Local delivery of an antithrombin inhibits platelet-dependent thrombosis.
BACKGROUND Platelet-dependent thrombosis can be effectively inhibited by intravenous administration of direct thrombin antagonists. However, an increased propensity for abnormal bleeding has been associated with systemic administration of these agents. The goal of this study was to determine whether local delivery of a potent thrombin inhibitor, D-Phe-L-Pro-L-Arg chloromethyl ketone (PPACK), could inhibit platelet-dependent thrombosis without altering systemic hemostatic function.
METHODS AND RESULTS Thrombus formation was measured by quantitative imaging of 111In-labeled platelet deposition on segments of thrombogenic vascular graft interposed in arteriovenous shunts in a porcine model. Intravenous administration of PPACK inhibited platelet deposition at a dose of 12.5 micrograms/kg per minute, which was associated with significant prolongations of both template bleeding times and activated partial thromboplastin times. By contrast, local infusion of PPACK at a dose of 0.02 micrograms/kg per minute (ie, a 600-fold smaller dose) into the fluid boundary layer at the interface between flowing blood and the thrombogenic segment produced equivalent inhibition of platelet deposition without prolonging either the bleeding time or the activated partial thromboplastin time. In addition, static exposure of a mural thrombus to solutions of PPACK at concentrations > or = 2.5 mg/mL for 15 minutes produced sustained inhibition of platelet-dependent thrombosis with no change in hemostatic measurements.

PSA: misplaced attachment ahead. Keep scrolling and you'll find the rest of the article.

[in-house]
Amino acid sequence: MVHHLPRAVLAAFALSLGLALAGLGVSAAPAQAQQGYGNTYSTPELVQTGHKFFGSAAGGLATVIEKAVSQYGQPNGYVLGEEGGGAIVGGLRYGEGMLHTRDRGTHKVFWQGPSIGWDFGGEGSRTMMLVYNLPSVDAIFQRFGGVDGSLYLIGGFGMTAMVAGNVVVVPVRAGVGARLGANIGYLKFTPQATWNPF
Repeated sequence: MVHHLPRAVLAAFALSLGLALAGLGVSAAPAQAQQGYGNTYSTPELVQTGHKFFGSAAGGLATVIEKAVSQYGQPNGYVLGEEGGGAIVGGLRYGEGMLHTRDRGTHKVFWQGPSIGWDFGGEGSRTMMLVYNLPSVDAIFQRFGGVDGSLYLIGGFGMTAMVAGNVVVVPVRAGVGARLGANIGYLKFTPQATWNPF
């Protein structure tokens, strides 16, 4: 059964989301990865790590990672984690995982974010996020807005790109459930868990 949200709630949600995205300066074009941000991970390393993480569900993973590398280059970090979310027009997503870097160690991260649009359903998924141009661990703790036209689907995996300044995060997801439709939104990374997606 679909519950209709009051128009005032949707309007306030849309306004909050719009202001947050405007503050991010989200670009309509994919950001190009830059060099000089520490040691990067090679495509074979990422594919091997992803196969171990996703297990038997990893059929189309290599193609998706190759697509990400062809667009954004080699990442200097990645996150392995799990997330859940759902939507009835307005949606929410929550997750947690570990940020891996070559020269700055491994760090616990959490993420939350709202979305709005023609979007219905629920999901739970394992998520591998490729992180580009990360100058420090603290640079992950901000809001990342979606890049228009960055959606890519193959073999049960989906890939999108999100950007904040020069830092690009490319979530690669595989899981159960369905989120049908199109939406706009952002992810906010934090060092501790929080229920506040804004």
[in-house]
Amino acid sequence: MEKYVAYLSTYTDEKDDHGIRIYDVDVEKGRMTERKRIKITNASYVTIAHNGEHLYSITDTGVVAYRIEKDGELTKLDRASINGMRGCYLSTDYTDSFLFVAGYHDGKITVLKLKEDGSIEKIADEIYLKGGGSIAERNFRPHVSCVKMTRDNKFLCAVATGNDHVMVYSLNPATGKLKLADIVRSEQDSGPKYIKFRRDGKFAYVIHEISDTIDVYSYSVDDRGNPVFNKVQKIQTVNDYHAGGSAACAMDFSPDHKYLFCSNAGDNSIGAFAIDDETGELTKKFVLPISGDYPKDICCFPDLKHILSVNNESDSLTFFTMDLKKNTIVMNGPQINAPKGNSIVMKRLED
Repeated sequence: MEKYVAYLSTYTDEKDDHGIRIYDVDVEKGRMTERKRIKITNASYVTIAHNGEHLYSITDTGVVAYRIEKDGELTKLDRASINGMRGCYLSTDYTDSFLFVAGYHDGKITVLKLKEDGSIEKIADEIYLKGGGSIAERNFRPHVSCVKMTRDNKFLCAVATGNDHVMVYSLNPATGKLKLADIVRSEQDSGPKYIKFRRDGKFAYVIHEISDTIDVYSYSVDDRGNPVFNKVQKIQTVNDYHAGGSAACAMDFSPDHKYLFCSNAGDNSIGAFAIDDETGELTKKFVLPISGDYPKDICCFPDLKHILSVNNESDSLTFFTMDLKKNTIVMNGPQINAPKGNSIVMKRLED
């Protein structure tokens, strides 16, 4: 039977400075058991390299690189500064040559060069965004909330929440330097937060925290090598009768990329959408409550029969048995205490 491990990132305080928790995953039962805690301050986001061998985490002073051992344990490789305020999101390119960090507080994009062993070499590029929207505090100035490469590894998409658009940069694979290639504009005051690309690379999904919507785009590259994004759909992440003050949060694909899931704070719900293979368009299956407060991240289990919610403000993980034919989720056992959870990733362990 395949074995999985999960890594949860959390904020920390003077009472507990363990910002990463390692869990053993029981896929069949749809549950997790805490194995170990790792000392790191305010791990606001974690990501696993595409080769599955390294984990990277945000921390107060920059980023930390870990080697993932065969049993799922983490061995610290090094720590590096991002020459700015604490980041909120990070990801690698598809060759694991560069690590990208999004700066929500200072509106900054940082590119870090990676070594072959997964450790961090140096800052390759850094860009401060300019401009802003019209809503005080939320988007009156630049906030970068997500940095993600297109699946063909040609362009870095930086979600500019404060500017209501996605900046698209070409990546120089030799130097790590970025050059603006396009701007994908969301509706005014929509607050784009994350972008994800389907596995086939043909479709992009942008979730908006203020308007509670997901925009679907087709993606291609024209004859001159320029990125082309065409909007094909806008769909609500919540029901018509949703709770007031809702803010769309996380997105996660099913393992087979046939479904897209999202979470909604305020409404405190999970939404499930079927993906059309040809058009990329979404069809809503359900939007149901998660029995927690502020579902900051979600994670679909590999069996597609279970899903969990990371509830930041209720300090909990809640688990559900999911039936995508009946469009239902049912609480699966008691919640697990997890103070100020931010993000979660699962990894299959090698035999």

CONCLUSIONS These results indicate that local delivery of the direct antithrombin PPACK, by either boundary layer infusion or static application techniques, effectively inhibits platelet-dependent thrombosis at doses that are several orders of magnitude less than the systemic dose required for an equivalent antithrombotic effect. In contrast to the systemic administration of PPACK, local delivery produced maximal inhibition of thrombosis without alterations in hemostasis.
- Copyright © 1994 by American Heart Association